It’s like after so many years of Hollywood typecasting roles of people who look like Salah from “Raiders of the Lost Arc” as terrorists and compliant airline passengers, now we have shows like “Master of None” and “The Night Of” which show Muslims and Arabs as people in more contemporary, normalized roles.


I think one major question that will be asked by an audience/viewer will be, ‘Do I, as a citizen of the West, have the ability to empathize with the people I see in this documentary?’ Simply put, this is a story about young people and their ability to deal in tough circumstances; however, in context of the political settings featured in the documentary, and as well in context of the differences the viewer tends to believe they have with the characters of the film, that recognition of humanity, from the audience to the story, can grow even in a setting of one as controversial as Benghazi, Libya.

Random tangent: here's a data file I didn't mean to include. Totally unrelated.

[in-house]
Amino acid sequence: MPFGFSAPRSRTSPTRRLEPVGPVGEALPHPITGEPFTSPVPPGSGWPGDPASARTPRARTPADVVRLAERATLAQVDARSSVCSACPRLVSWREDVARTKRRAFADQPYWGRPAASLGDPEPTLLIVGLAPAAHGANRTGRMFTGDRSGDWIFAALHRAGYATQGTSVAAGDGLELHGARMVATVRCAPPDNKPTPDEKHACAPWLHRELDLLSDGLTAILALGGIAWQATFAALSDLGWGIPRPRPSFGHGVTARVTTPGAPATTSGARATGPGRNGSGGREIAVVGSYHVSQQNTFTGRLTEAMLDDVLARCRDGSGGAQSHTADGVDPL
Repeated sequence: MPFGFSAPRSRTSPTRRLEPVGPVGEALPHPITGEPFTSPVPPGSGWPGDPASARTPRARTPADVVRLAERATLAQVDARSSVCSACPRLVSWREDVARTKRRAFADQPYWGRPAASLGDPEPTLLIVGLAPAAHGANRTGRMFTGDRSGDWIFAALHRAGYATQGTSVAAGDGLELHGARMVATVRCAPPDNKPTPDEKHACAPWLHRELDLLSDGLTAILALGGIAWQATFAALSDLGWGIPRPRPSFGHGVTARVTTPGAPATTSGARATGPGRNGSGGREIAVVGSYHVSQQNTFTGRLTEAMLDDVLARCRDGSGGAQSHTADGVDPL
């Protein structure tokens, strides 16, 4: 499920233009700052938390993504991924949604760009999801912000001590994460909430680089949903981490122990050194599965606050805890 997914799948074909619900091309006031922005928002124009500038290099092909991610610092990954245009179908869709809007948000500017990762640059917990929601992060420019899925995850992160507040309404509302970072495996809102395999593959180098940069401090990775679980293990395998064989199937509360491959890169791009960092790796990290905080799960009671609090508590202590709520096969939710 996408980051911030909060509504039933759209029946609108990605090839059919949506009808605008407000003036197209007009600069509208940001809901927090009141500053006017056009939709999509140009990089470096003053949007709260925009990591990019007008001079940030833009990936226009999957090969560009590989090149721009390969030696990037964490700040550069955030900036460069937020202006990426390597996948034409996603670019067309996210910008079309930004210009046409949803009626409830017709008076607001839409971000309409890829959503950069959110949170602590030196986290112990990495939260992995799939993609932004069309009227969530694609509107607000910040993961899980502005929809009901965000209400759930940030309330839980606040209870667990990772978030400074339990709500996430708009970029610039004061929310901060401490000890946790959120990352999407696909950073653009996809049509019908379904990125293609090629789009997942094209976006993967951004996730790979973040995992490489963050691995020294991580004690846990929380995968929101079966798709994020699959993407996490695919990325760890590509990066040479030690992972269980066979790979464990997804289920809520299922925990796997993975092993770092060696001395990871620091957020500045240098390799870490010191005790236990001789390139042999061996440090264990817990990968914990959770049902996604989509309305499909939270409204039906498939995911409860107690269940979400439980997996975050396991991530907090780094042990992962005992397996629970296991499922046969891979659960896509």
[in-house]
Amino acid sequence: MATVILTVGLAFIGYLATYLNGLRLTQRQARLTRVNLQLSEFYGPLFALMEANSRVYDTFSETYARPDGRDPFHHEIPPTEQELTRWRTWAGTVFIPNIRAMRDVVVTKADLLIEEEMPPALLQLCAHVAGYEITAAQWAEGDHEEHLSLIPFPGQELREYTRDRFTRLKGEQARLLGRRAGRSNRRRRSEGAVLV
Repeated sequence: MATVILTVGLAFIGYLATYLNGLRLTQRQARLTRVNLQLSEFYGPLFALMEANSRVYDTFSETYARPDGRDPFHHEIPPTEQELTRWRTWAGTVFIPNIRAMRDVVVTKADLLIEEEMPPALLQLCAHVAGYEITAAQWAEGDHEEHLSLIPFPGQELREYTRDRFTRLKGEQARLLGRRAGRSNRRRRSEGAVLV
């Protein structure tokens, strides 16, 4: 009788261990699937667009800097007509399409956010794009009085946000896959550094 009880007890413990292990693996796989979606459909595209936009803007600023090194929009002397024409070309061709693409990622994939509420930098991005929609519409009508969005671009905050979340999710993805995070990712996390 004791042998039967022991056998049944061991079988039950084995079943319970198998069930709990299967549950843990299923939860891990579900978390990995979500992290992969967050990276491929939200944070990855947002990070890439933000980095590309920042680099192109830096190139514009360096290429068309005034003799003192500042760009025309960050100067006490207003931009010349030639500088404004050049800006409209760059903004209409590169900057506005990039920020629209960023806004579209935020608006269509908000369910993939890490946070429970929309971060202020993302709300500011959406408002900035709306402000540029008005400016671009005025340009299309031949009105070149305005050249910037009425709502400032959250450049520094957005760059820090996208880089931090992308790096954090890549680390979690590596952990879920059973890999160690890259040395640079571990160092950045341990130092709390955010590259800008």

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Travel Costs

Costs $2,500

Includes tickets to Tunisia, Libya, and Morocco.

18mm - 200mm Sony Lens

Costs $700

Currently, I alternate between a wide and a long lens, and this causes inconsistencies on many levels. Using one primary lens really helps.

GoPro Package

Costs $450

The GoPro provides an angle that can really add to the feel of the action when worn by a player or referee.

UV Lens + Camera Weather Protection Bag

Costs $350

I've had problems before with sand blowing into/on equipment and getting stuck in there; these purchases will function as cam-protection.

Cash Pledge

Costs $0

About This Team

A background in construction managment and estimation isn't really typical of someone who goes out and shoots documentaries. But, so far, and as far ahead as I have planned, this film has been shot completely by myself, a 25 year-old American-Libyan born and raised in the Midwest. The film is shot in HD, 24fps, on an A7s, an A7s II, and an attached Rode mic; therefore, this documentary is realistically shot, doing without superfluous overhead drone-perspectives and stuff like that.


Current Team